NHS Connecting for Health is to trial linking information from an advanced telehealth platform into the new EMIS Web GP system, as a possible prelude to a national roll-out, E-Health Insider has learned.
A new three month trial will use Philips Motiva telehealth technology to connect to GP practices using the new EMIS web software. The trial will enable vital signs data, collected from remote telehealth sensors, to be automatically integrated into the patient’s GP record.
If successful, the plan is then to roll the system out nationally, with the intention to connect to the national NHS Spine.
The trial, which is due to begin towards the end of 2009, will use the same 1,000 participants who are taking part in the whole system demonstrator trials for telehealth and telecare in Newham.
Michael Dillon, the project lead from NHS Connecting for Health, told E-Health Insider that he believed the trial would help to break down the barriers preventing wider uptake and adoption of telehealth.
Dillon said: “The trial’s objective is to reduce the barriers that are related to telehealth and the struggle to get information from the systems back to GPs in particular.
“One of the main barriers is the lack of information integration between people, technology and care providers.”
Philips Motiva, is an interactive healthcare platform that connects patients with chronic conditions to their healthcare providers. Patient information will be sent to EMIS Web to provide information such as vital signs to form part of a record.
Sean Riddell, managing director of EMIS told EHI: “We are very excited about the project EMIS is currently finalising the details of a contractual agreement with Connecting for Health.”
“The project will use EMIS Web to facilitate the sharing of patient data captured via the telehealth device with healthcare practitioners. The other key component to support this project will be the Medical Interoperability Gateway (MIG) to provide a common interoperability layer between different IT systems.”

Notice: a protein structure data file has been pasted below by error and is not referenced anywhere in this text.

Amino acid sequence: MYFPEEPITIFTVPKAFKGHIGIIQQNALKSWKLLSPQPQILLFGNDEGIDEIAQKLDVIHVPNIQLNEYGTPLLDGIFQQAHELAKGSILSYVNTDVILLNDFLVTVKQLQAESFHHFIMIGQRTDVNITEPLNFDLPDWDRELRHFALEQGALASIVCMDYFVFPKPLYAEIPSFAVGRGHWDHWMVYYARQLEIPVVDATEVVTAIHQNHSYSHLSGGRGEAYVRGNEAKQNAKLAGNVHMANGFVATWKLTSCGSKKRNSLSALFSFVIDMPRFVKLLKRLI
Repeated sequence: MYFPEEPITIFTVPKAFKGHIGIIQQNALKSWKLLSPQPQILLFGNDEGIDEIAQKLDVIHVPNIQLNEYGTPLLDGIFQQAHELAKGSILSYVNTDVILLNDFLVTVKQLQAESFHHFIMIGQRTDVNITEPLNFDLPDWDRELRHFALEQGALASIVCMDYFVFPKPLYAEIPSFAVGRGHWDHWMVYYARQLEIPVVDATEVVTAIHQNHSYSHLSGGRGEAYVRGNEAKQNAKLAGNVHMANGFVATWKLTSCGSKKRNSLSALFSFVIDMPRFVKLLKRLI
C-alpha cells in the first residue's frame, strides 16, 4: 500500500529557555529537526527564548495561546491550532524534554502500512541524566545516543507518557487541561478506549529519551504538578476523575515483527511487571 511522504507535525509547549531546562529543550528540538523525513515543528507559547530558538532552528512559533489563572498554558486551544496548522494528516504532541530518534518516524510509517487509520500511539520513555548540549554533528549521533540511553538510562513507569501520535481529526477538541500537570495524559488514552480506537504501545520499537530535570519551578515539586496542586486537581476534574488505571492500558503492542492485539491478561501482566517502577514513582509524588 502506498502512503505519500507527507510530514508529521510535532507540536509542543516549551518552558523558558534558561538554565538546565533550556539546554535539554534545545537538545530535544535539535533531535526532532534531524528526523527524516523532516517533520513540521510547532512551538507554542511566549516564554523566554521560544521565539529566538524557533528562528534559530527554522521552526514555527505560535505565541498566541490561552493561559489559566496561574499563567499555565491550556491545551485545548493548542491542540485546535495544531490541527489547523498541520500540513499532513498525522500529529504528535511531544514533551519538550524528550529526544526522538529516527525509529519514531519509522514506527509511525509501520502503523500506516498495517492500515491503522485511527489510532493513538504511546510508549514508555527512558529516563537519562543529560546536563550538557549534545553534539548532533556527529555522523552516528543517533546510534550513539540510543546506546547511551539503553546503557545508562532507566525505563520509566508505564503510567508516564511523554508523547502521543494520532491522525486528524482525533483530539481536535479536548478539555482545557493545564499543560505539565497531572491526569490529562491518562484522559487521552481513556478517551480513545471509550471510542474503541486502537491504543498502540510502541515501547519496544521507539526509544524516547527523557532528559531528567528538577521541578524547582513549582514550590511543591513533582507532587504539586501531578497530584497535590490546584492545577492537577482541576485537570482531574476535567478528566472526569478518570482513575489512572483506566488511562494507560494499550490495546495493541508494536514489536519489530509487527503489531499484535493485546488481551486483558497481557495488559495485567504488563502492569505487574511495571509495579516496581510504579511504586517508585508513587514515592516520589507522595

The trial will focus on GPs and out of hours services but also has the potential to link to others such as heart consultants, A&E and could therefore be a “single data set to inform all scenarios,” Dillon said.
“What people want is a single system providing the right information and making it available then and there,” he added.
However, Dillon was keen to stress that the intention was not to create an additional telehealth record, separate to the summary care record already now being introduced nationally.
He said: “This is not going to become a separate record, the telehealth record is about using information that is necessary to go into the record rather than putting all the available information in.”
Once the trial is complete the system will be demonstrated at a number of events in Newham.
Dillon added that one question that would have to be answered is how quickly to roll-out after the initial three-month trial: “After the trial the question will then be do we demonstrate it in other areas or do with get it live and start rolling it out locally and nationally?
“The thing to mention is that regardless of the method we are fairly confident that it will get fully rolled out eventually and once declared and published it will be linked to the spine.”
However, Dillon said that despite the technology being in place to allow the trial to run smoothly there are challenges that the trial will face.
“The solution has been identified as something people want but getting it high on people’s agenda and getting clinical interest is the problem. We need people to feedback to us and tell us whether it is working well and what is right and wrong.”